'Anybody' refers to an unlimited set of things or groups of people. In this part, we will go through its uses and grammatical rules in English grammar.
Anybody is an indefinite pronoun used to refer to an unlimited group of people or things. In this lesson, we will discuss when and how to use it.
'Anybody' as an Indefinite Pronoun
Anybody as an indefinite pronoun replaces nouns. In other words, it acts as a subject or an object. As we said earlier, anybody is used to refer to an indefinite group of people or things. For example:
I don’t know
'Anybody' is an object here.
'Anybody' means no matter who.
Position in a Sentence
Anybody as an indefinite pronoun replaces the subject or the object. It is always used with a singular verb even if it is referring to a large set of people. For example:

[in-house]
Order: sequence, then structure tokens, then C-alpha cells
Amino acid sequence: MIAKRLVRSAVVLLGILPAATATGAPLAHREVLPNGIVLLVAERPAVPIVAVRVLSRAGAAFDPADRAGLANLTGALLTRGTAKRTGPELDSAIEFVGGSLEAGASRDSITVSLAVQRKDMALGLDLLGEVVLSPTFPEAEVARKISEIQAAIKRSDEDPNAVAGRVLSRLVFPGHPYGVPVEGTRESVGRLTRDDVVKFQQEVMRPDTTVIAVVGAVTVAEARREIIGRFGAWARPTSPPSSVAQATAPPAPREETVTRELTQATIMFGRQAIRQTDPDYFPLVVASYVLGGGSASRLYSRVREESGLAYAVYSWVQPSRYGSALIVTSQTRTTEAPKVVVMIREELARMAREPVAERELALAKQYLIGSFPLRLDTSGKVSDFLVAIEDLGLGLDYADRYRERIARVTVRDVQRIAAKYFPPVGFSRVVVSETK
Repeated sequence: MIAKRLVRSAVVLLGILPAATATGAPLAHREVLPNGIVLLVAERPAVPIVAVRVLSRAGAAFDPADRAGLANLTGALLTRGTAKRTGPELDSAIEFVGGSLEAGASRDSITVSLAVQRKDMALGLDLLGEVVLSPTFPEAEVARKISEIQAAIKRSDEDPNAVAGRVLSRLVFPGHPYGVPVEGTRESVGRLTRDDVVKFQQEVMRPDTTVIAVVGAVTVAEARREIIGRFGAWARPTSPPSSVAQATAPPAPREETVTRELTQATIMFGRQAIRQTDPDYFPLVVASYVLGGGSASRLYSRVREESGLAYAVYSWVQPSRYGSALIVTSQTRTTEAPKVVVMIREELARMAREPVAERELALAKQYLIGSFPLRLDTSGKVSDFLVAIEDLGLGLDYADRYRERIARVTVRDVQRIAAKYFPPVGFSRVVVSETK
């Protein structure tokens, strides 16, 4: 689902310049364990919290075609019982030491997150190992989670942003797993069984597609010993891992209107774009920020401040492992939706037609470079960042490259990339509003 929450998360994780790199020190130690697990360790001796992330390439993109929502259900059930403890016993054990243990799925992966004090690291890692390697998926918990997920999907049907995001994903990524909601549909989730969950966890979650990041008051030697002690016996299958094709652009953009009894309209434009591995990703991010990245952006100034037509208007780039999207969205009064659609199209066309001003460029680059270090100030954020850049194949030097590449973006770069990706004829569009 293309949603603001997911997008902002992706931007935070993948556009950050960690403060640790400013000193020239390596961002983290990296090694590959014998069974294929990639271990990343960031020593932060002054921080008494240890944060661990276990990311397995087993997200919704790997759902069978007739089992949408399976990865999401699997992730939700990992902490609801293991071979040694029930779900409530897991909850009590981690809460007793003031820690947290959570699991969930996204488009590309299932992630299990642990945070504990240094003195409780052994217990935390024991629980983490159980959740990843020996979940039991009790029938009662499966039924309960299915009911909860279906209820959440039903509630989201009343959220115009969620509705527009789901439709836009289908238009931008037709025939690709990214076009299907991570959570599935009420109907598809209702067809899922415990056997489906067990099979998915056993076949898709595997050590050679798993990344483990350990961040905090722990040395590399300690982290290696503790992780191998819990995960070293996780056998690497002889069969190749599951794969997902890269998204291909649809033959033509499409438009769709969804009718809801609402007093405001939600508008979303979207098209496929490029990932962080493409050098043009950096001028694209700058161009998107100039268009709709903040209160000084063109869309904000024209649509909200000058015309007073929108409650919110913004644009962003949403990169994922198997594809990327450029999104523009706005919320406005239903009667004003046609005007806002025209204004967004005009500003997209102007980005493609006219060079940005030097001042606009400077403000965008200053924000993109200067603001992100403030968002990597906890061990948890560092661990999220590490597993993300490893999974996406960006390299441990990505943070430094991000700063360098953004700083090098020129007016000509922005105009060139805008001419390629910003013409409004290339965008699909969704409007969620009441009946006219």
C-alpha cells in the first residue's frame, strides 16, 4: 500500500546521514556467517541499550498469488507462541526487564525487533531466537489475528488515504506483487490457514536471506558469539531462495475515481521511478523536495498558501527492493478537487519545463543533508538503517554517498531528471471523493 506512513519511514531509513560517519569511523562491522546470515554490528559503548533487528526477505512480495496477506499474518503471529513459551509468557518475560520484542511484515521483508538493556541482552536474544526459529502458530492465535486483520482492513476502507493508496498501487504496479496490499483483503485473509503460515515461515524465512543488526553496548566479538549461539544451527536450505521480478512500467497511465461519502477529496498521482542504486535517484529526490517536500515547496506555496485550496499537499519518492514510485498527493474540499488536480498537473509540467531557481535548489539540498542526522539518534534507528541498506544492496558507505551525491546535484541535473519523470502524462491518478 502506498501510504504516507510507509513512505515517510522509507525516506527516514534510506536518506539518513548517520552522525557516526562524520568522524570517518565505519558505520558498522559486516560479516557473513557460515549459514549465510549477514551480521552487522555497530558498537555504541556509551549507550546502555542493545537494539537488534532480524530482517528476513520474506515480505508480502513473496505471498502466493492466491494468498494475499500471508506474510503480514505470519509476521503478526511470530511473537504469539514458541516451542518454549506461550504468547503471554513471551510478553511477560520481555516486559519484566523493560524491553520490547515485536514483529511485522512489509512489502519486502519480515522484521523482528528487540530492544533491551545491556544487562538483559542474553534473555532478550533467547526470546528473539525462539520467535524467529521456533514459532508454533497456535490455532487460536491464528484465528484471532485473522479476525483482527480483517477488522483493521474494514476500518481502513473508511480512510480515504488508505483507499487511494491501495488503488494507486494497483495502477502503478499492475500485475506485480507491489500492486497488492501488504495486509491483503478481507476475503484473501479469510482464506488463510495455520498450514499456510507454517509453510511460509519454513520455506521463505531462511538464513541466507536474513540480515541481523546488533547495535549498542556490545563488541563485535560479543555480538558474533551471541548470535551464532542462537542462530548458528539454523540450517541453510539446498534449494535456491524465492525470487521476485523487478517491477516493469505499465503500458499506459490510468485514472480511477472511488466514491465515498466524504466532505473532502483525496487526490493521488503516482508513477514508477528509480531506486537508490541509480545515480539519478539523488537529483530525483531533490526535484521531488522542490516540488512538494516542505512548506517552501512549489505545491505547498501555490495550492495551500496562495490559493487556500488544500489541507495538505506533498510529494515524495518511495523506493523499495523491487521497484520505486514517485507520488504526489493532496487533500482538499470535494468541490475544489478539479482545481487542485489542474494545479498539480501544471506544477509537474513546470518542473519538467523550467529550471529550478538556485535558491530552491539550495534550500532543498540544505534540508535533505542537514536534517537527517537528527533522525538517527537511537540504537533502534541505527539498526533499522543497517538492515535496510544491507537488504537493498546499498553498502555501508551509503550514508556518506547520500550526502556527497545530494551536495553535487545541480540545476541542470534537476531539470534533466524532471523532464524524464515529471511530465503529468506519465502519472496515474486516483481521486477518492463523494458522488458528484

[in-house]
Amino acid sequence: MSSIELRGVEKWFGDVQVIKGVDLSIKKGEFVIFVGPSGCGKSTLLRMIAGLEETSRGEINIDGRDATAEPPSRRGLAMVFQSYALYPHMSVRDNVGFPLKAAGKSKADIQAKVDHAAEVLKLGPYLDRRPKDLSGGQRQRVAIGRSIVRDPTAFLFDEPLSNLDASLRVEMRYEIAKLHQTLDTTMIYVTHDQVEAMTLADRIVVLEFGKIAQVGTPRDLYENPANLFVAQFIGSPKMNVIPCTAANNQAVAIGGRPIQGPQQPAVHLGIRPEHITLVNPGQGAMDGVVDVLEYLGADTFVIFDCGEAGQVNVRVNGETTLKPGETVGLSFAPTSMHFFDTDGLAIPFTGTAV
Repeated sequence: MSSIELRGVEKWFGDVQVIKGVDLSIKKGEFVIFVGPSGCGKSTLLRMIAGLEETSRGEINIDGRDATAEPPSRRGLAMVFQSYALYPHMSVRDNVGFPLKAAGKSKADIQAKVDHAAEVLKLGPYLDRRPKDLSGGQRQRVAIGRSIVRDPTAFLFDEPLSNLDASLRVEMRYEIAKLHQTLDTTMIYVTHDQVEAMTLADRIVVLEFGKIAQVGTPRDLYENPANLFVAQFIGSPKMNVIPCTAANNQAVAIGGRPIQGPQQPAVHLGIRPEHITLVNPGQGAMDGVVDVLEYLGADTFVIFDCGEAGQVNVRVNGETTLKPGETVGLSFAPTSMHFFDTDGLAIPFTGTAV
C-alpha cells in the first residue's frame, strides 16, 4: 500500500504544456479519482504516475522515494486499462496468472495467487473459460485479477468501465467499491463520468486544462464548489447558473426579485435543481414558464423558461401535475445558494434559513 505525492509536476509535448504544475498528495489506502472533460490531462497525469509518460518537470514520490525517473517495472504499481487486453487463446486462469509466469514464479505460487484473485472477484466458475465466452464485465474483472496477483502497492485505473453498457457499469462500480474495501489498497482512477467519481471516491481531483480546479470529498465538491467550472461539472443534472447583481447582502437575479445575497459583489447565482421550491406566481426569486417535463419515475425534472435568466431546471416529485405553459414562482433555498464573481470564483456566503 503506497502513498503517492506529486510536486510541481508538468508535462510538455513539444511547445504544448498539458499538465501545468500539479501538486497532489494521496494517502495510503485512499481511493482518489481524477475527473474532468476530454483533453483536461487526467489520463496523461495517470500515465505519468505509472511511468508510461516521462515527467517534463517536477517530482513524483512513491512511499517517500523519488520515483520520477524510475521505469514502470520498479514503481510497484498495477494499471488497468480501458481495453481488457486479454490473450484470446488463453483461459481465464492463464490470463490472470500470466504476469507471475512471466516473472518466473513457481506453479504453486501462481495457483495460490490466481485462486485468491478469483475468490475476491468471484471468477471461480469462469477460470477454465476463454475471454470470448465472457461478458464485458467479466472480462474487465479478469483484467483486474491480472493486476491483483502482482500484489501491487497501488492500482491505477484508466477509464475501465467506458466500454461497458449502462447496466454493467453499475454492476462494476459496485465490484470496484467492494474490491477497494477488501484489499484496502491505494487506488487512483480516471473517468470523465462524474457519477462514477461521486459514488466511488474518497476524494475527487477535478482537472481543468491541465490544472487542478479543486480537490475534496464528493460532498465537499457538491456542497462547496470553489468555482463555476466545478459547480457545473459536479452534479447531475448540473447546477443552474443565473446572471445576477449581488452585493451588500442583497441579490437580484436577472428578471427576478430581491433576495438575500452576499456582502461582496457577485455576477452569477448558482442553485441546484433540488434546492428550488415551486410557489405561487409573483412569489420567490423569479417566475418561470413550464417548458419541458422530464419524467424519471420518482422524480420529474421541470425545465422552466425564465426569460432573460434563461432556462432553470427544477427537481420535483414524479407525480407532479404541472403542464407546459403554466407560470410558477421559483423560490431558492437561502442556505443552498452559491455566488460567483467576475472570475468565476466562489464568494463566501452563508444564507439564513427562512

'Anybody' replaces 'the subject' and a singular verb is used.
Remember that anybody is an indefinite pronoun with a positive meaning. So, to make it negative, we need a negative verb. Remember that in this case, anybody normally acts as an object. Take a look:
I don't know
Another negative indefinite pronoun can be used instead of anybody in negative statements. That is nobody. Look:
Anybody can be replaced with they when it is repeated in a sentence. Accordingly, its object pronoun is 'them', its possessive determiner is 'their', and its possessive pronoun is 'theirs.' Look:
I can make friends with